Google recently announced Google Duplex, a new technology for conducting natural conversations to carry out “real world” tasks over the phone. The technology is directed towards completing specific tasks, such as scheduling certain types of appointments. For such tasks, the system makes the conversational experience as natural as possible, allowing people to speak normally, like they would to another person, without having to adapt to a machine.
One of the key research insights was to constrain Duplex to closed domains, which are narrow enough to explore extensively. Duplex can only carry out natural conversations after being deeply trained in such domains. It cannot carry out general conversations.
1) Listen to both of the Google AI calls right at the top of this post. Discuss how amazing it is that you really can’t tell this is a computer making the call.
2) Google is clear to make sure that people know that this is a “closed domain”. What does that mean? How “closed” is the call to the restaurant where the person at the restaurant does not follow what the call is about almost at all.
Cycling around cities may have been pioneered by the Dutch, but a new high-tech way of hiring bicycles is bidding to bring a pedal power revolution to cities around the world.
The key innovation is the dockless hire bike. Found and unlocked with a few taps on a smartphone, they can be hired for an hour, day, or week – then locked up and left wherever the journey ends, rather than a special docking area.
These now make up the majority of the 18 million self-serve, public-use bikes around the world, in 1,608 cities.
Microsoft is launching a $25 million initiative to use artificial intelligence to build better technology for people with disabilities.
CEO Satya Nadella announced the new “AI for Accessibility” effort as he kicked off Microsoft’s annual conference for software developers. The Build conference in Seattle is meant to foster enthusiasm for the company’s latest ventures in cloud computing, artificial intelligence, internet-connected devices and virtual reality.
A who’s who of technology and aviation companies won U.S. approval to push the edge of the envelope in drone flights, from testing people’s tolerance for delivery devices hovering over their rooftops to ensuring farmers’ drones won’t hit crop dusters.
The data available online is staggering. More than 20% of Americans were using Twitter at the time of the study – and each Tweet is timestamped and geocoded, offering precise information on the time and place that particular terms entered conversations.
The researcher behind the study, Jack Grieve at the University of Birmingham, UK, analysed more than 980 million Tweets in total – consisting of 8.9 billion words – posted between October 2013 and November 2014, and spanning 3,075 of the 3,108 US counties.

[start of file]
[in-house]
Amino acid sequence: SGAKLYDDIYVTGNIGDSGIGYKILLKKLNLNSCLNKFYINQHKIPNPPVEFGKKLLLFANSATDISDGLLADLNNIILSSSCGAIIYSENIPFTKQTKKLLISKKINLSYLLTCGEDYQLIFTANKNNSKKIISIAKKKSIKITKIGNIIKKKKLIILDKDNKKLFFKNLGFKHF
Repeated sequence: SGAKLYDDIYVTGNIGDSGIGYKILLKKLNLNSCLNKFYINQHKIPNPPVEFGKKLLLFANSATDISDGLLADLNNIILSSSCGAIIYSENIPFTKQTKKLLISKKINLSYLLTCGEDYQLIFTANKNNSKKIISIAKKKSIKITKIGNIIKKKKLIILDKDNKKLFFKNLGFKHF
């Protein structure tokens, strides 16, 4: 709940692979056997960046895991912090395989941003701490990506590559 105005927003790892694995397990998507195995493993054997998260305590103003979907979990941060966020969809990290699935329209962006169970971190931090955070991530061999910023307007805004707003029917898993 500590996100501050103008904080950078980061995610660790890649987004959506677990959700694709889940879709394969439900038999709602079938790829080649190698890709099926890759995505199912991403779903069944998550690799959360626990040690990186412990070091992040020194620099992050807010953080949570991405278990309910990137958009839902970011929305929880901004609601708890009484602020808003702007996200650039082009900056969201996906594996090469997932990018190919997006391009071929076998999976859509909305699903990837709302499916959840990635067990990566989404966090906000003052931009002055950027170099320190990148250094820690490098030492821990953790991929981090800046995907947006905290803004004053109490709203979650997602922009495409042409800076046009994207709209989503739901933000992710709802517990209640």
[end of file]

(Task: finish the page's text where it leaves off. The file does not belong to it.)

We are all familiar with physical, industrial robots, but what about robots that work in offices? In fact, they are already taking up posts around the world alongside their human counterparts. What opportunities does the Virtual Workforce present, and why are organisations choosing them to facilitate better service, faster growth and to react more quickly to market opportunities? This talk examines the art of the possible and how a Virtual Workforce can increase both the job satisfaction of human workers and transform the way that enterprises and global service providers deliver value. David Moss is CTO and Co-founder of Blue Prism Limited, a UK tech company formed in 2001 to pursue the dream of delivering the vision of robotics into the oce environment. David is a technologist and thought leader in the Robotic Process Automation movement and a pioneer in the creation of the Virtual Workforce concept.
1) Robotic Process Automation is the next step in productivity enhancement brought about by technology. What is the key issue here about robots replacing humans?
2) Why has it taken (and continues to take) so long to get robots (automation) into the service industry whereas it has been around for decades (arguably since the late 1800s) in the industrial setting?
Xiaomi Corp., going for wow-factor ahead of what could be the largest initial public offering since 2014, has revealed a blistering pace of growth that’ll help it take on Apple and Samsung in global smartphones.
The Chinese smartphone maker filed for an IPO in Hong Kong Thursday, kicking off a process that’s expected to raise at least $10 billion and confer a value of $100 billion on the eight-year-old company. That offered investors a glimpse into the inner workings of the company controlled by billionaire Lei Jun, and its ups-and-downs since almost dropping off the radar in 2016.